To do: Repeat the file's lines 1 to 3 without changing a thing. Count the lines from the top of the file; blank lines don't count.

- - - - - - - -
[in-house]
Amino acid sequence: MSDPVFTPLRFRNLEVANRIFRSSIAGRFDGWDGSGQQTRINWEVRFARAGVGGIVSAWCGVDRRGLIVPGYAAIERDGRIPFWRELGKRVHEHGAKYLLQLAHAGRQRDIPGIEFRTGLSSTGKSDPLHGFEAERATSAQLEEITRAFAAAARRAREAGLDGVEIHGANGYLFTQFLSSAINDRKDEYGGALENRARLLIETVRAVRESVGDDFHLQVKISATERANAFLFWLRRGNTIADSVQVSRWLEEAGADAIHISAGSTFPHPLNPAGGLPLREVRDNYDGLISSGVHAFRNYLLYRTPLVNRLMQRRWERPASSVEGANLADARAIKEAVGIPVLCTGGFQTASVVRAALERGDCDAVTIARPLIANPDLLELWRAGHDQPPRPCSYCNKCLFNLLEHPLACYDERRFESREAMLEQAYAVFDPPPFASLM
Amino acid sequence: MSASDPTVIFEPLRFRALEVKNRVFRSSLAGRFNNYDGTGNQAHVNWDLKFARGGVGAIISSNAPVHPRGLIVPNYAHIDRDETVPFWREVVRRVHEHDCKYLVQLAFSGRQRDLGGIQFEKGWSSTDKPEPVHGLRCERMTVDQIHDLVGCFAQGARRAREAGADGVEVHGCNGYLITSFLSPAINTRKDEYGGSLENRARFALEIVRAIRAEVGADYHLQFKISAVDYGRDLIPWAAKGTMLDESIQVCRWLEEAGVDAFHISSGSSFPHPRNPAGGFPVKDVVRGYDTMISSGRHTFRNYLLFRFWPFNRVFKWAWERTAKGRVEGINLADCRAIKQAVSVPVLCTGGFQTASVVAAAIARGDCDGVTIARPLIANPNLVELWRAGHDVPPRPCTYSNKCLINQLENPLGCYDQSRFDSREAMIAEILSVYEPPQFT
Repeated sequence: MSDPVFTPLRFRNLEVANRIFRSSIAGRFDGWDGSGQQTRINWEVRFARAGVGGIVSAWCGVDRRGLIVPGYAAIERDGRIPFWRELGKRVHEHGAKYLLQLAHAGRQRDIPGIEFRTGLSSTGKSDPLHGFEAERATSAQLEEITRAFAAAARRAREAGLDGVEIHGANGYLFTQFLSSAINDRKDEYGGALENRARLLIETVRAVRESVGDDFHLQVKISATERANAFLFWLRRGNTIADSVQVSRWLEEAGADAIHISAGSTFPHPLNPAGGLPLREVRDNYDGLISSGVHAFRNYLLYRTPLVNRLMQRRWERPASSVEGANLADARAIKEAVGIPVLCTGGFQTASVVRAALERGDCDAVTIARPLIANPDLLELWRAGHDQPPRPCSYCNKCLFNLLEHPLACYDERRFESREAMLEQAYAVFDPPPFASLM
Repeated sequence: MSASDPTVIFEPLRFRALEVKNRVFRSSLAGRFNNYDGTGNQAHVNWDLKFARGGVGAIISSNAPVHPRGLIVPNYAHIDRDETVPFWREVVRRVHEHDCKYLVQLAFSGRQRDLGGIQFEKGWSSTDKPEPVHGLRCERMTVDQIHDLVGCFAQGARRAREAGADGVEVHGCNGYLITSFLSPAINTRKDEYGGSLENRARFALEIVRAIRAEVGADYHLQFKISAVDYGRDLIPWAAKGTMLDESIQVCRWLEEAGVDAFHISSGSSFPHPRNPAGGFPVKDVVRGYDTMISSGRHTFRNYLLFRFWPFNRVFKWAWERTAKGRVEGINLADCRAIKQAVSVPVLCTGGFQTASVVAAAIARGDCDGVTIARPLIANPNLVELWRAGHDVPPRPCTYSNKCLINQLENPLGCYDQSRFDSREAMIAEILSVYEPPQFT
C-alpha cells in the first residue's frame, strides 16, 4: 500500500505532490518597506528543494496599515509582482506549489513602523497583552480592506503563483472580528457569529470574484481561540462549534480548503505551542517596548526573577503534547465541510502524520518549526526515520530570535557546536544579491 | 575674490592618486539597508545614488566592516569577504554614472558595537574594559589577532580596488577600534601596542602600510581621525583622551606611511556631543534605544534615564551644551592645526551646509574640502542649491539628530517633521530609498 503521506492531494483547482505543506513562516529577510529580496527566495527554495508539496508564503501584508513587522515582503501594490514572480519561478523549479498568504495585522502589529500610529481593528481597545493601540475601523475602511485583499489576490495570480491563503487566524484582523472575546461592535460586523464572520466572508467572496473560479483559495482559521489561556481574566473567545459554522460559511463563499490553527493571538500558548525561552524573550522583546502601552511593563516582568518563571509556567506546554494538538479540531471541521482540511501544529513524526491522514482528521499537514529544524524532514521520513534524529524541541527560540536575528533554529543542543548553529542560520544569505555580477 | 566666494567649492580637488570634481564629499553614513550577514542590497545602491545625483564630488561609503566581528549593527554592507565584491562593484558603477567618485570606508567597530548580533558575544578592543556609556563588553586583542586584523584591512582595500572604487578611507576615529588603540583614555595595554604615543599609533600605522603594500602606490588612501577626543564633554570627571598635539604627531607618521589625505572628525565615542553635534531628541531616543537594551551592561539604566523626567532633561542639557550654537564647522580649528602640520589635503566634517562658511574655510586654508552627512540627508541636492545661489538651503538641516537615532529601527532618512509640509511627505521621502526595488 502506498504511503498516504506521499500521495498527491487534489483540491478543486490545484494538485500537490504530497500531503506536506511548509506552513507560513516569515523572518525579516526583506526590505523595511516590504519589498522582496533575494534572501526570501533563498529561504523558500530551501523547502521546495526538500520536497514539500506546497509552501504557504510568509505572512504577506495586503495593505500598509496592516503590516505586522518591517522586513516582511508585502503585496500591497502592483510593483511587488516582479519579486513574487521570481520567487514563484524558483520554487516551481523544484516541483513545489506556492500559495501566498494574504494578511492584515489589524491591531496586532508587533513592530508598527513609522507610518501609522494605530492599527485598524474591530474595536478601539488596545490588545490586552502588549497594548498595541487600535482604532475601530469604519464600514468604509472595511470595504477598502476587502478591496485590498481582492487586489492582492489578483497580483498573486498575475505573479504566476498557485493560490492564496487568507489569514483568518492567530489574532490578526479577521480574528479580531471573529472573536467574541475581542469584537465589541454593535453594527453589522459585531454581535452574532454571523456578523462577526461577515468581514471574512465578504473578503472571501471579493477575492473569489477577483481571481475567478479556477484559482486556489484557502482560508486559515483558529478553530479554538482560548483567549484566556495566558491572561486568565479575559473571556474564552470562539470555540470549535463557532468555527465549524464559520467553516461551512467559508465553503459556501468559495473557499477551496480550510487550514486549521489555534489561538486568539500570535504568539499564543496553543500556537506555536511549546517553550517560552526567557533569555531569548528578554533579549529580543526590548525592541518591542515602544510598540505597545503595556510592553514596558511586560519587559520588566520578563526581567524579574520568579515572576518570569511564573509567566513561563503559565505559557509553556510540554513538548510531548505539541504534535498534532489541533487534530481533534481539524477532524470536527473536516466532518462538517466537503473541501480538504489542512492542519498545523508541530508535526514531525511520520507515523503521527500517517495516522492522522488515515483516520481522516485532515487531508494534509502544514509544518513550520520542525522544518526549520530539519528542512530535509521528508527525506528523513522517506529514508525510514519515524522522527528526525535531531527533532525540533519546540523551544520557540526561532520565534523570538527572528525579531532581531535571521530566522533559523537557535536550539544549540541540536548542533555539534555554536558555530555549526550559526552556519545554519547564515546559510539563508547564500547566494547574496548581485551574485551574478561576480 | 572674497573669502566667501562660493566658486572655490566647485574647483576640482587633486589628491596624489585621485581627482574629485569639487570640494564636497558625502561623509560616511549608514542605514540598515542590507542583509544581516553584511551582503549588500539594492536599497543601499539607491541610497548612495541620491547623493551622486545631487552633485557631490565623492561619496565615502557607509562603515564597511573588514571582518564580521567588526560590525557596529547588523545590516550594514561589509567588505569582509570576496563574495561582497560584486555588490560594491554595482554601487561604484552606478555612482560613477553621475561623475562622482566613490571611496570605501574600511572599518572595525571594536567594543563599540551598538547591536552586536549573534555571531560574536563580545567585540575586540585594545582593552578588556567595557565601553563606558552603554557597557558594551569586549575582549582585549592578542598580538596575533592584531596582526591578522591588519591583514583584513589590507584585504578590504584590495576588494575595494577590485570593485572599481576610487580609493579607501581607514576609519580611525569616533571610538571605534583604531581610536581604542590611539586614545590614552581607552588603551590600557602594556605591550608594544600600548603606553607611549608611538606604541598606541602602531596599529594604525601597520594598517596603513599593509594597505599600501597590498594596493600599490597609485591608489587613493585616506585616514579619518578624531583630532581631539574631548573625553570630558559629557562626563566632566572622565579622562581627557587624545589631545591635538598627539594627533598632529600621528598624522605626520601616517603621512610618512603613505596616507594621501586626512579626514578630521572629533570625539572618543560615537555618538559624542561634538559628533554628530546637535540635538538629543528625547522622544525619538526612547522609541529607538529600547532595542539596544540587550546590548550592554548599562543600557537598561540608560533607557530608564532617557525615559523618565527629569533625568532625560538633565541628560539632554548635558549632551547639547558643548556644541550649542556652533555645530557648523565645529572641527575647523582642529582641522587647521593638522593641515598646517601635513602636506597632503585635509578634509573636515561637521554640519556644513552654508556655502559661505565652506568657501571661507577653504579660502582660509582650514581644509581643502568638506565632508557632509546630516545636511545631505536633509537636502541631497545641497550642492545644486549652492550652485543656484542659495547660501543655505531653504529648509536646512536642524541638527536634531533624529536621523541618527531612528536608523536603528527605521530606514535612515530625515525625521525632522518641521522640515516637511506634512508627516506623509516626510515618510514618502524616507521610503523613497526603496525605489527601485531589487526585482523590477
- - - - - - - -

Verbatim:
[in-house]
Amino acid sequence: MSDPVFTPLRFRNLEVANRIFRSSIAGRFDGWDGSGQQTRINWEVRFARAGVGGIVSAWCGVDRRGLIVPGYAAIERDGRIPFWRELGKRVHEHGAKYLLQLAHAGRQRDIPGIEFRTGLSSTGKSDPLHGFEAERATSAQLEEITRAFAAAARRAREAGLDGVEIHGANGYLFTQFLSSAINDRKDEYGGALENRARLLIETVRAVRESVGDDFHLQVKISATERANAFLFWLRRGNTIADSVQVSRWLEEAGADAIHISAGSTFPHPLNPAGGLPLREVRDNYDGLISSGVHAFRNYLLYRTPLVNRLMQRRWERPASSVEGANLADARAIKEAVGIPVLCTGGFQTASVVRAALERGDCDAVTIARPLIANPDLLELWRAGHDQPPRPCSYCNKCLFNLLEHPLACYDERRFESREAMLEQAYAVFDPPPFASLM
Amino acid sequence: MSASDPTVIFEPLRFRALEVKNRVFRSSLAGRFNNYDGTGNQAHVNWDLKFARGGVGAIISSNAPVHPRGLIVPNYAHIDRDETVPFWREVVRRVHEHDCKYLVQLAFSGRQRDLGGIQFEKGWSSTDKPEPVHGLRCERMTVDQIHDLVGCFAQGARRAREAGADGVEVHGCNGYLITSFLSPAINTRKDEYGGSLENRARFALEIVRAIRAEVGADYHLQFKISAVDYGRDLIPWAAKGTMLDESIQVCRWLEEAGVDAFHISSGSSFPHPRNPAGGFPVKDVVRGYDTMISSGRHTFRNYLLFRFWPFNRVFKWAWERTAKGRVEGINLADCRAIKQAVSVPVLCTGGFQTASVVAAAIARGDCDGVTIARPLIANPNLVELWRAGHDVPPRPCTYSNKCLINQLENPLGCYDQSRFDSREAMIAEILSVYEPPQFT